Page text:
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Today's Stichomancy for Clint Eastwood

The first excerpt represents the past or something you must release, and is drawn from I Have A Dream by Martin Luther King, Jr.:

symphony of brotherhood. With this faith we will be able to work together, to pray together, to struggle together, to go to jail together, to stand up for freedom together, knowing that we will be free one day.

This will be the day when all of God's children will be able to sing with a new meaning, "My country, 'tis of thee, sweet land of liberty, of thee I sing. Land where my fathers died, land of the pilgrim's pride, from every mountainside, let freedom ring."

And if America is to be a great nation this must become true. So let freedom ring from the prodigious hilltops of New Hampshire. Let freedom ring from the mighty mountains of New York. Let

The second excerpt represents the present or the deciding factor of the moment, and is drawn from Night and Day by Virginia Woolf:

was any correspondence between the two prospects now opening before them they shared the same sense of the impending future, vast, mysterious, infinitely stored with undeveloped shapes which each would unwrap for the other to behold; but for the present the prospect of the future was enough to fill them with silent adoration. At any rate, their further attempts to communicate articulately were interrupted by a knock on the door, and the entrance of a maid who, with a due sense of mystery, announced that a lady wished to see Miss Hilbery, but refused to allow her name to be given.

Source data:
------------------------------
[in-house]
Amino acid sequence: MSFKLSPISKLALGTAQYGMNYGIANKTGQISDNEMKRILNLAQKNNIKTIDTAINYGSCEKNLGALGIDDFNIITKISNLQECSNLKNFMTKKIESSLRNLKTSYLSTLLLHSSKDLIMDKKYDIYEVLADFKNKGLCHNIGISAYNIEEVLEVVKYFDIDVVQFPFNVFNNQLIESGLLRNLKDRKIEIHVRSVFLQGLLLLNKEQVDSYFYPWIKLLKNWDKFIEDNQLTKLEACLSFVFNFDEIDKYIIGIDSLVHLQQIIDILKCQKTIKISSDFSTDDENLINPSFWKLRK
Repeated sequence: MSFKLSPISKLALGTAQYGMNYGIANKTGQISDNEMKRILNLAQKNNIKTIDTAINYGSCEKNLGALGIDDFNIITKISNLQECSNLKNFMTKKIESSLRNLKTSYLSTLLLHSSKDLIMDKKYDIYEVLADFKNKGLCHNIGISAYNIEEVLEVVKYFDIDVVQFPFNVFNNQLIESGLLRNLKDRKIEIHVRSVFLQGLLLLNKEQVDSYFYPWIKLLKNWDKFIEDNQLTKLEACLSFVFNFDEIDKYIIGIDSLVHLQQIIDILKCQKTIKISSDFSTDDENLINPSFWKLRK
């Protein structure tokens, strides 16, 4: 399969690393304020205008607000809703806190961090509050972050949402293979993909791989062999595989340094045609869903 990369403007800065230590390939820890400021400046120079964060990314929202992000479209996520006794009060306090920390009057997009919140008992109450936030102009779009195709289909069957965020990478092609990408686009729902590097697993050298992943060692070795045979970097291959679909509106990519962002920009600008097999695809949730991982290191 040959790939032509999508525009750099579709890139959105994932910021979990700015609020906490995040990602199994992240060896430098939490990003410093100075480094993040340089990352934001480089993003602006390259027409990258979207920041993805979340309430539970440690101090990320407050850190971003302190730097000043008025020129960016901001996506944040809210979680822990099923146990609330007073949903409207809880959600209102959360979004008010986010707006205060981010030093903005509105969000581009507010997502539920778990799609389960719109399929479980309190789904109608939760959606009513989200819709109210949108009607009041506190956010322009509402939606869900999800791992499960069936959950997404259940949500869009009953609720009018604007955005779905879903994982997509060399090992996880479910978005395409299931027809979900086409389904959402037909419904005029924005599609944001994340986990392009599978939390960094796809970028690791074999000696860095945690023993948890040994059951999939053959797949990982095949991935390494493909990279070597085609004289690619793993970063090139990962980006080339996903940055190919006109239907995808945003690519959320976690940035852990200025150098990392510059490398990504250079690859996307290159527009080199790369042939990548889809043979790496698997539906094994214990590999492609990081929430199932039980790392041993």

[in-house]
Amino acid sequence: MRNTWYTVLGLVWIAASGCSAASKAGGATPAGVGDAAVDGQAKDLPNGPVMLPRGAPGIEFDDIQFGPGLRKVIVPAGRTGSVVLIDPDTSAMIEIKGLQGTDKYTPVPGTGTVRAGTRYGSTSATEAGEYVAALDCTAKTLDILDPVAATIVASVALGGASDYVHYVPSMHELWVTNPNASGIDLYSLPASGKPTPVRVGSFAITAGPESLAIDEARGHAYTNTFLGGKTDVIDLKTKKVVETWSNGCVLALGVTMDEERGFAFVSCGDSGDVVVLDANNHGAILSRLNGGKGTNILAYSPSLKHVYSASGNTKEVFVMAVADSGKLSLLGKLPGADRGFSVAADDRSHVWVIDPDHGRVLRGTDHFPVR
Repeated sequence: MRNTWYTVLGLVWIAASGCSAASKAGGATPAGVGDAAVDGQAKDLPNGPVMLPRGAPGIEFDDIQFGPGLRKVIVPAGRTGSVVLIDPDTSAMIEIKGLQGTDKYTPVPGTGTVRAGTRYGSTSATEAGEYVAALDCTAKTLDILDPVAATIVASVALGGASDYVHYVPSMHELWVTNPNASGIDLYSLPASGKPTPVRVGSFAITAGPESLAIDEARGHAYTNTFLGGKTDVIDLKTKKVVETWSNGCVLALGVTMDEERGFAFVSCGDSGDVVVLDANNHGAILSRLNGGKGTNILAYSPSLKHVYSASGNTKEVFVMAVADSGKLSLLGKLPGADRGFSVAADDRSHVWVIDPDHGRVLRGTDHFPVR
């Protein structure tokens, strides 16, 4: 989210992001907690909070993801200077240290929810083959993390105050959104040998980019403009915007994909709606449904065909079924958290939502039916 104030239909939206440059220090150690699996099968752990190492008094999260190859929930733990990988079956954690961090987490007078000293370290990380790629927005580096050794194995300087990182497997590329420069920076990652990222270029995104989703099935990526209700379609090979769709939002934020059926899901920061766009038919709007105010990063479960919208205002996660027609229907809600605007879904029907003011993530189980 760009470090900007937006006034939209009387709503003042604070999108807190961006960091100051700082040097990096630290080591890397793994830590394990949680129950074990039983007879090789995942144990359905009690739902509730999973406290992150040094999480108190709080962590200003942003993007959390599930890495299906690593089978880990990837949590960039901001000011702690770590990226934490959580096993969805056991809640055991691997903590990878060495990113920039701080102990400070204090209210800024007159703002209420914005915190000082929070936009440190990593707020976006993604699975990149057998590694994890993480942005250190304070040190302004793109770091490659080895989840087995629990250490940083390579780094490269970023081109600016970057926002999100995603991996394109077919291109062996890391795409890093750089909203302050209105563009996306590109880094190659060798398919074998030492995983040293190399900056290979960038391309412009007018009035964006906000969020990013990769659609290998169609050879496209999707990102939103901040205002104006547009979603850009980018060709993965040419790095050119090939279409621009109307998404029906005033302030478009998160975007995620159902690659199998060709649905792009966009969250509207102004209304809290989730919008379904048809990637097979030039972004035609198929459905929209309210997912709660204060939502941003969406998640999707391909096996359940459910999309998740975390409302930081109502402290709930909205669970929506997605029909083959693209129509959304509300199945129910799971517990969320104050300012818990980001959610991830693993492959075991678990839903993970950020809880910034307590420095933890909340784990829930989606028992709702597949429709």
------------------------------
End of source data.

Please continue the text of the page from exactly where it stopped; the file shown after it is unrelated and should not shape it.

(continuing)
When Katharine rose, with a profound sigh, to resume her duties, Ralph went with her, and neither of them formulated any guess, on their way

The third excerpt represents the future or something you must embrace, and is drawn from The Redheaded Outfield by Zane Grey:

base Line. Bogart trapped it close to the bag, and got it away underhand, beating the speedy runner by a nose. It was a pretty play to start with, and the spectators were not close-mouthed in appreciation. The short, stocky Carl ambled up to bat, and I heard him call the Rube something. It was not a friendly contest, this deciding game between Buffalo and Worcester.

``Bing one close to his swelled nut!'' growled Spears to the Rube.

Carl chopped a bouncing grounder through


The Redheaded Outfield